Email Subject – Key to Email Marketing Success
Email subject is an often overlooked part of the many email marketing campaigns. Would Jonathan Swift’s “Gulliver’s Travels” had as much of a lasting impact on literature if Swift had stuck with his original title, “Travels into Several Remote Nations of the World, in Four Parts. By Lemuel Gulliver, First a Surgeon, and then a Captain of Several Ships”? Or if John Steinbeck had gone with his original title, “Something That Happened,” instead of “Of Mice and Men”? Would “Jaws” have struck as much fear in the heart of swimmers if it was titled, “The Summer of the Shark”?
We will never know, of course, how these books would have fared with different titles, though “Gulliver’s Travels” is certainly easier to remember. But what we can learn from these famously bad alternate titles is the power words have to entice and capture readers.
Capturing the Reader
Your email marketing success also hinges on titles — the email subject line of your emails. The ultimate goal with email marketing is to have email recipients open the email, read the content and take action. To get to the first step, though, you have to give your audience an email they actually want to open in the first place and they won’t do that with boring, cliché or confusing email subject lines.
Writing email subject lines takes a certain skill set, just like writing titles to books or headlines for newspapers. In the marketing world, a micro business has sprung up around writing email subject lines including many blog posts, white papers, ebooks and more.
The Right Words
HubSpot’s “The Science of Email Marketing Webinar,” highlights several takeaways for email subject lines including what words lead to the most clicks and what words turn readers off. For example, the word secrets received the most clicks while the word free received the fewest. This tells us your readers want to know what they will get from your emails.
The webinar also revealed that readers do not like sales talk or jargon words in email subject lines and they don’t click on emails with words like evaluation, administration, confirm or upgrade.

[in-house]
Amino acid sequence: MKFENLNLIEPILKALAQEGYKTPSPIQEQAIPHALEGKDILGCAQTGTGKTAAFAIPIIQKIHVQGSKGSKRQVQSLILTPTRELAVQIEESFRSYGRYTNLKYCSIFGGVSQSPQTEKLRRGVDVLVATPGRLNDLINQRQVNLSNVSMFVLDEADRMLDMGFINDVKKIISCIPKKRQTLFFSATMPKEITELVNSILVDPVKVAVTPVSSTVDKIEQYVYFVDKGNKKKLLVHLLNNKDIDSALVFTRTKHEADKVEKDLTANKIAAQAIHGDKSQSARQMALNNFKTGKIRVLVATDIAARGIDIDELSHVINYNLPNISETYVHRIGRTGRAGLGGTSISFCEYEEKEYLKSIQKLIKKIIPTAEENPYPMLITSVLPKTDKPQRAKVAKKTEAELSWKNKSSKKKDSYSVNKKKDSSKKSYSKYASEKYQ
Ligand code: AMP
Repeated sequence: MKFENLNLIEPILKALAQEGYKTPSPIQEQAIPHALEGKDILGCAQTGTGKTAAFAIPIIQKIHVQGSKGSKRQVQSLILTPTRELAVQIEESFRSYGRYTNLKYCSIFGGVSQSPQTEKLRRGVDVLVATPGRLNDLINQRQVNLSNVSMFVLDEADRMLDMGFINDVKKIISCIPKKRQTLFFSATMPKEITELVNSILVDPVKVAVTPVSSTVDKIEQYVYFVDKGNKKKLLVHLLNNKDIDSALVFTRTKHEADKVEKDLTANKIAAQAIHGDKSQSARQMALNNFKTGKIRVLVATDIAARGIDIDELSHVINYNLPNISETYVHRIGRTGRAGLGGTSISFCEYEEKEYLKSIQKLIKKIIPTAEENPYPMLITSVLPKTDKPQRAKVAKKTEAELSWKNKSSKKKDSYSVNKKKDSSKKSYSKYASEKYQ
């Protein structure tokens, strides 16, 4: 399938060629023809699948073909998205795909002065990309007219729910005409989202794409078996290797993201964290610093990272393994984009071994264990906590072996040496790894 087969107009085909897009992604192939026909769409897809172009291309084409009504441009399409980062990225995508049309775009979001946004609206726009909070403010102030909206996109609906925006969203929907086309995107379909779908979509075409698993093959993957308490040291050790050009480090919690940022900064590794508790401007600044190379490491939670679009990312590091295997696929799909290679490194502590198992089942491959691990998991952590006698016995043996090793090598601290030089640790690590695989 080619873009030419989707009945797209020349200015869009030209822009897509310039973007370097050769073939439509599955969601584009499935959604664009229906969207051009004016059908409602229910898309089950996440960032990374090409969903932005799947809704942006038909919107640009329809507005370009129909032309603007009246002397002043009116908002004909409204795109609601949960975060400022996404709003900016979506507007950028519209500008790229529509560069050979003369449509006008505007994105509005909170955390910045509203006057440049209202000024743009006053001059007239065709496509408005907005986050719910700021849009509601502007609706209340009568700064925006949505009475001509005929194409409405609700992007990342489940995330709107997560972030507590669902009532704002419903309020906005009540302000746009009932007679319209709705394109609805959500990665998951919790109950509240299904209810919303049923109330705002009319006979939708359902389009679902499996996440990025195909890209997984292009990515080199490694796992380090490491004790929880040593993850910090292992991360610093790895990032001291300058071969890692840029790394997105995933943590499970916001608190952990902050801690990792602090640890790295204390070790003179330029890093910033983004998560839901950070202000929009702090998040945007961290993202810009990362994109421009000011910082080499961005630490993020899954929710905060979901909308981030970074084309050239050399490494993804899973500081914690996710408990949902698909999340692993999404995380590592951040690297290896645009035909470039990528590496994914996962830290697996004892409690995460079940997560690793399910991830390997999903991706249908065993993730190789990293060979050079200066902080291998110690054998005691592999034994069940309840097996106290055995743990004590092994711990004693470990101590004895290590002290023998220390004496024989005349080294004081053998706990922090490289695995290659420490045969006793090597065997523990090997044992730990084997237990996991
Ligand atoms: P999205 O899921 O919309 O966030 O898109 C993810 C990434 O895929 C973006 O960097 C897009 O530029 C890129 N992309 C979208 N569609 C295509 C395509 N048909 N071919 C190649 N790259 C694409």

It’s also important to avoid spam filter trigger words and phrases so your emails actually end up in inboxes and not the trash. If you follow HubSpot’s recommendations to avoid sales jargon, you’re halfway there. But also avoid words like congratulations, now, confirm and excessive use of exclamation points. (Check out this list of common spam triggers.)
Finally, write email subject lines that pique your reader’s interest. You can read the research and use the “best” words but if the subject line reads boring, no one will read the email.
Take such as the recent web sensation blog post from the Seattle Police Department in Washington State, where voters just approved the legal use of recreational marijuana. The title, “Marijwhatnow? A Guide to Legal Marijuana Use in Seattle” has already garnered more than 120,000 views and has been shared more than 15,000 times on Facebook, all because of a catchy, whimsical and unique title.
So before you hit send on that important lead nurturing email, check the email subject line again and consider how we would view the oceans of the world differently if instead of “Jaws,” we had “The Terror of the Monster.” Write original, well-thought out and purposeful subjects for your emails to make your email campaigns more successful.
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